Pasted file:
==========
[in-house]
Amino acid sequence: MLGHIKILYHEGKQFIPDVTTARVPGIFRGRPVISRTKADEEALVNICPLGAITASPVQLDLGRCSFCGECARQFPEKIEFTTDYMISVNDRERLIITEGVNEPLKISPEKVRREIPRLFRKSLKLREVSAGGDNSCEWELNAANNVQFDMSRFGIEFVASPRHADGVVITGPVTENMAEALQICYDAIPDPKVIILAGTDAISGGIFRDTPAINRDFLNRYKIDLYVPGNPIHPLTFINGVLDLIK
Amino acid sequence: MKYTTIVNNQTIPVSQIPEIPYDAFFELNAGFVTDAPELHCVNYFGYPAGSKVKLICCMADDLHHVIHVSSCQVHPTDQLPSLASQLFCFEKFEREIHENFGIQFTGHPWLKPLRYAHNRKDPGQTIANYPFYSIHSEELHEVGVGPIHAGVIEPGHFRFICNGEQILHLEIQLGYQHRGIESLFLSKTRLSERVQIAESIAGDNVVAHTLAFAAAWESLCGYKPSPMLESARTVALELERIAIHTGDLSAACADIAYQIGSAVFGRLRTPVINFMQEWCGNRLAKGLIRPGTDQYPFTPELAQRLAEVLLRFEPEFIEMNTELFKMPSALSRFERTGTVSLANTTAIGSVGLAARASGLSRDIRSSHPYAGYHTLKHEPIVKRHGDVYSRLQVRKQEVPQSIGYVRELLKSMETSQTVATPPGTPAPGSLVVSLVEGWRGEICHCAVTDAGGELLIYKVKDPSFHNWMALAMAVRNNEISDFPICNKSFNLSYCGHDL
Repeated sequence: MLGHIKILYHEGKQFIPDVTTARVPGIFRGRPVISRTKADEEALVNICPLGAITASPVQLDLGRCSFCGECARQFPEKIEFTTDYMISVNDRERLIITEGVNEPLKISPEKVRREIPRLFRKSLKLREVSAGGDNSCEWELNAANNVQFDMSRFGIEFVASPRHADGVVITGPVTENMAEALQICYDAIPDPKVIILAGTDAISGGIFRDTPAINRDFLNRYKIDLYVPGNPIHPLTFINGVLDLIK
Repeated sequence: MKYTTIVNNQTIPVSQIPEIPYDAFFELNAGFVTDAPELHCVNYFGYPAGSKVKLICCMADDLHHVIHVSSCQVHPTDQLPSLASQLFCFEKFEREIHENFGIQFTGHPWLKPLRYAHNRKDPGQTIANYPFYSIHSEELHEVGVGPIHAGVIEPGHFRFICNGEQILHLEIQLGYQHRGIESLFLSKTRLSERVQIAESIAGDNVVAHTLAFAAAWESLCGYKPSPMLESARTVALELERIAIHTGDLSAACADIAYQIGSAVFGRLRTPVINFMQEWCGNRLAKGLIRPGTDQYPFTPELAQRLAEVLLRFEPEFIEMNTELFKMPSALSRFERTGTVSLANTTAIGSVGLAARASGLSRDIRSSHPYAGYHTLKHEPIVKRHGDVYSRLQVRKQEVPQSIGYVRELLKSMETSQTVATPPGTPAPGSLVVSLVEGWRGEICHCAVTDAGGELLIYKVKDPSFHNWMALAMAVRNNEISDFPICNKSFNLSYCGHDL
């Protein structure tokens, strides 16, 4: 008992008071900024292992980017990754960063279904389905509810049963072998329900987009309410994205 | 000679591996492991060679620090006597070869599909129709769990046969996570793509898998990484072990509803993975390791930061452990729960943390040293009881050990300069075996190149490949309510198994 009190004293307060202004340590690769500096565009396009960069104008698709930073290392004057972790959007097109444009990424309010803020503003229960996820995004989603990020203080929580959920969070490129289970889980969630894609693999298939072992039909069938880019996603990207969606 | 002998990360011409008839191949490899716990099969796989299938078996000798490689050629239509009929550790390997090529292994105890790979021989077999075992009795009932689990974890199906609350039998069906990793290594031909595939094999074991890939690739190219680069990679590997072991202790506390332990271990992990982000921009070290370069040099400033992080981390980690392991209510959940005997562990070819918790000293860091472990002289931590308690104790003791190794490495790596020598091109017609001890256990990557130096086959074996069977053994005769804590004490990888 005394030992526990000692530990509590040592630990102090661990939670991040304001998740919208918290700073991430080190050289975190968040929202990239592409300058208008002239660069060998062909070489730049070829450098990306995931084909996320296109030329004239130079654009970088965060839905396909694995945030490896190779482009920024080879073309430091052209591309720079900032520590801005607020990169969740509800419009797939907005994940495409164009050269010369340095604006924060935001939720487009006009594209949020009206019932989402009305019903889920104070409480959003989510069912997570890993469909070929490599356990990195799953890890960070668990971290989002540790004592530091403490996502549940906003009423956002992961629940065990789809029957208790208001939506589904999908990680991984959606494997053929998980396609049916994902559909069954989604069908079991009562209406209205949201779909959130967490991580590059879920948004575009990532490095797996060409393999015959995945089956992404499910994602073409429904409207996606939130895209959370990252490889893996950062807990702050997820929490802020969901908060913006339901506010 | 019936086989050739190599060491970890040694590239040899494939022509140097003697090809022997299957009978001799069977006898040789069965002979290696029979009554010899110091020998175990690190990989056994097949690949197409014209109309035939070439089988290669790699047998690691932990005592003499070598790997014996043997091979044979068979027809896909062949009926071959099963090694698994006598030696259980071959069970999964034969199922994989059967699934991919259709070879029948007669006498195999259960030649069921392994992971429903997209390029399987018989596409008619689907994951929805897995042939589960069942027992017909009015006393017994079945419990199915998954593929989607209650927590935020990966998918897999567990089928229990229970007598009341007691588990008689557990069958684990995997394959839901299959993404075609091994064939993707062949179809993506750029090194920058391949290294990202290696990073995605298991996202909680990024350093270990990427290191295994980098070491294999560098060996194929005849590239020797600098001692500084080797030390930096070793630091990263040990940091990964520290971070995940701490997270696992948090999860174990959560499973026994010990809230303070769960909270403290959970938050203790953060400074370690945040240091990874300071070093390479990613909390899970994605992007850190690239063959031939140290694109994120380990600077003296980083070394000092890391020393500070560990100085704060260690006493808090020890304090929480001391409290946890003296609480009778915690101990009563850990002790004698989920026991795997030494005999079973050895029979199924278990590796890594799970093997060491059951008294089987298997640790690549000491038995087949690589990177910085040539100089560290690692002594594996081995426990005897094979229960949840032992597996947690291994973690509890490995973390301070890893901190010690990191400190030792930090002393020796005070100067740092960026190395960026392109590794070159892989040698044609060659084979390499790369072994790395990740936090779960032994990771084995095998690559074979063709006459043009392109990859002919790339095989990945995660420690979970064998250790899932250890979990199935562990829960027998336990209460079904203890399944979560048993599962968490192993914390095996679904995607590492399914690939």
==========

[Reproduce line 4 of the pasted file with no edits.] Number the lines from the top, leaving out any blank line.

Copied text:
Repeated sequence: MLGHIKILYHEGKQFIPDVTTARVPGIFRGRPVISRTKADEEALVNICPLGAITASPVQLDLGRCSFCGECARQFPEKIEFTTDYMISVNDRERLIITEGVNEPLKISPEKVRREIPRLFRKSLKLREVSAGGDNSCEWELNAANNVQFDMSRFGIEFVASPRHADGVVITGPVTENMAEALQICYDAIPDPKVIILAGTDAISGGIFRDTPAINRDFLNRYKIDLYVPGNPIHPLTFINGVLDLIK